How to prepare for the Tough Mudder – Gear

I am two months away from running my third Tough Mudder, and started writing a gear guide to send to my team, but decided it may as well live on my new (old and reborn?) blog.  These are my opinions on what has worked for me so far, and what I plan on wearing this year.  I followed a top down approach.

  • Head

I don’t really recommend wearing any sort of hat.  If you have long hair you will probably want some sort of headband or elastic to keep it out of your face, other than that it’s just going to get in the way and weigh you down once it’s soaked in water.  I wore a headband last year, purely as a fashion statement, it didn’t help me in any way and was eventually tossed.

  • Upper Body

What you wear up top will depend a lot on the weather.  You are going to get soaked, so whatever you wear, it should be wicking.  Do not wear cotton!  If it’s going to be very cold I’d recommend a compression base layer, possibly with a wicking shirt over it.  Otherwise, just a light wicking shirt, or no shirt at all if you don’t mind getting cut up a bit more.  In warm weather the shirt is only going to protect you from the sun and from getting beat up by the obstacles.  It will weigh you down.

  • Hands

Tough Mudder Gloves

You may want to wear gloves, but it’s not really necessary.  I wore gloves the last 2 times, and might wear them again.  They added some grip for some of the obstacles, and allowed me to move barbed wire out of the way to help teammates get past it.  They do get kind of heavy and disgusting, so it’s really up to you.  If you do wear gloves I recommend getting the Mad Grip Pro Palms, which I actually bought right at the event the first time.  I have since cut off the finger which definitely counters some of the negatives of wearing gloves.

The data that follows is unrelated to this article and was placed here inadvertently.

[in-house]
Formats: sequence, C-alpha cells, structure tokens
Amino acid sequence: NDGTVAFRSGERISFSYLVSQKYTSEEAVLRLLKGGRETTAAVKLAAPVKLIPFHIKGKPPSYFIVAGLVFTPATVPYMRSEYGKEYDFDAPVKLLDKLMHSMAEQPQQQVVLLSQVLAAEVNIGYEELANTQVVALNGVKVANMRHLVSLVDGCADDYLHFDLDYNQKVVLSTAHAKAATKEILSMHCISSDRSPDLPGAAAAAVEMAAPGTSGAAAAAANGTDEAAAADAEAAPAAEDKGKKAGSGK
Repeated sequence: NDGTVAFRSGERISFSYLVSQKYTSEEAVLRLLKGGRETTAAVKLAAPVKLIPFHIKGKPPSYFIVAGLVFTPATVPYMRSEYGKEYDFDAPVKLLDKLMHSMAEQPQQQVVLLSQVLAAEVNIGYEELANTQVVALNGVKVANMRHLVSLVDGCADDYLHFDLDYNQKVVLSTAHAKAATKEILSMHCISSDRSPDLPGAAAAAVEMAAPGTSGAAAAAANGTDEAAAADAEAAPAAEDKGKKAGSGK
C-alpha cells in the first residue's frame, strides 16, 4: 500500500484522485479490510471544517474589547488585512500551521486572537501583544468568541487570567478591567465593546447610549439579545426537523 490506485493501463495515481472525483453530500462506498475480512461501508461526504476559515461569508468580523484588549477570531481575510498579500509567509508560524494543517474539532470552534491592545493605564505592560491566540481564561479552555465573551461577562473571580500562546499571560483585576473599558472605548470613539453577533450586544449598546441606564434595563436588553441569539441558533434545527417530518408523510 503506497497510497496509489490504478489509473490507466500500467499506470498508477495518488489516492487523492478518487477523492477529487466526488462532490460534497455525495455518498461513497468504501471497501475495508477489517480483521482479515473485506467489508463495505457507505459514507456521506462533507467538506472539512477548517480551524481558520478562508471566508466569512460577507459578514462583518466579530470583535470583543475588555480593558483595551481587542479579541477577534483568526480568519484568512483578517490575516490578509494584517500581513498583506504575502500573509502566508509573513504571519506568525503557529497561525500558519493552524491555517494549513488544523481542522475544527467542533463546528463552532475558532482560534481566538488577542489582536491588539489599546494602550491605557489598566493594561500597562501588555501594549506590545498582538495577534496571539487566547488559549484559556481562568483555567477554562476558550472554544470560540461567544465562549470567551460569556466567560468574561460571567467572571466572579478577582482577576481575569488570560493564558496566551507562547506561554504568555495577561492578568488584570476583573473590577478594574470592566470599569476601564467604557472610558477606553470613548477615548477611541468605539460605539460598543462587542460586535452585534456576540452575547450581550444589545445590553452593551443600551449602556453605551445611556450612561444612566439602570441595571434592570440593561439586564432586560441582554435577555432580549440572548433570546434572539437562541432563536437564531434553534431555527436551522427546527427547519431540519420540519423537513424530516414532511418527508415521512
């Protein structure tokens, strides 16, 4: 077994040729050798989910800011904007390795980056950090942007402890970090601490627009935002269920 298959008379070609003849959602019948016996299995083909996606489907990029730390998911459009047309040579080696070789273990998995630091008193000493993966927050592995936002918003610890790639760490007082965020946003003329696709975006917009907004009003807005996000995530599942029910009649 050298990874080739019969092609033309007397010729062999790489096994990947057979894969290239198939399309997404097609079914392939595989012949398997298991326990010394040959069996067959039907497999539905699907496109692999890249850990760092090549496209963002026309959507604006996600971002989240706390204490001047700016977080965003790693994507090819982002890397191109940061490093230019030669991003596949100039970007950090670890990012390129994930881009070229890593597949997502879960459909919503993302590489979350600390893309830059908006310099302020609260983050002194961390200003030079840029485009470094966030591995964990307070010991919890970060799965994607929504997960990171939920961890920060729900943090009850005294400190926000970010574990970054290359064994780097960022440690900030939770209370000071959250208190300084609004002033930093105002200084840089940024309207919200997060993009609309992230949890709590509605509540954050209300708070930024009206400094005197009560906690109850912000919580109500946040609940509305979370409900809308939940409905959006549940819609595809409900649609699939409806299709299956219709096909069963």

• Lower Body

More or less the same rule as for the upper body.  Wicking underwear, tight compression pants if it’s cold temperatures, and then shorts that won’t absorb water.  Instead of normal wicking/workout gear I usually go for hiking shorts, which will hold up a little better against all the obstacles, but still won’t retain water.  Again, you really want to be minimal here.  You will get hot and go through water a lot.  The less weight, the better.

  • Feet

Vibram FiveFingers Spyridon MR

Do not wear crappy old sneakers that you want to throw out at the end, and do not wear anything that you will have to duct tape to keep on in all the mud.  Seriously, the entire race will be a slippery muddy mess, don’t make it harder on yourself by wearing the wrong shoes, or even worse having duct tape.  You will have no traction, and you will wipe out.  A lot.  I’m a minimalist runner, so I wear Vibram FiveFingers, and love every minute of it.  I wore KSO Treksports the last 2 years, but upgraded to some Vibram FineFinger Spyridon LSs, it looks like they might be discontinuing those, in which case the Spyridon MRs are basically the same thing.  If minimalist shoes aren’t for you I recommend looking at Salomon Speedcross 3s.  If you don’t have to wear socks, don’t.  Otherwise get thin light socks that won’t retain water.  And if you’re getting new shoes make sure you break them in, and run in them beforehand for at least a month or two.

  • Accessories

So many possibilities here.  The last 2 years I ran with a small CamelBak.  They have a lot of stations with water and energy snacks, so this probably isn’t necessary unless you really need to drink every mile or two.  I don’t plan on carrying one this year.  Other than that, anything else you might bring is probably more for fun than function.  Sunglasses, tutus, hats, capes?  They’re not going to help, but the might make you look more badass once they’re completely coated in mud.  Have fun!

The team after completing the 2013 Boston Tough Mudder.

The team after completing the 2013 Boston Tough Mudder.

Phoenix Tattoo

Oh hey!  I have a new blog and needed some content, so how about a post of my new (and first) tattoo.  More actual content coming soon, hopefully…

First sitting for my first tattoo.  About 4 hours of work.

First sitting for my first tattoo. About 4 hours of work.

And the finished product…

Second sitting - another 6 hours.

Second sitting – another 6 hours.

© 2014

Theme by Anders NorenUp ↑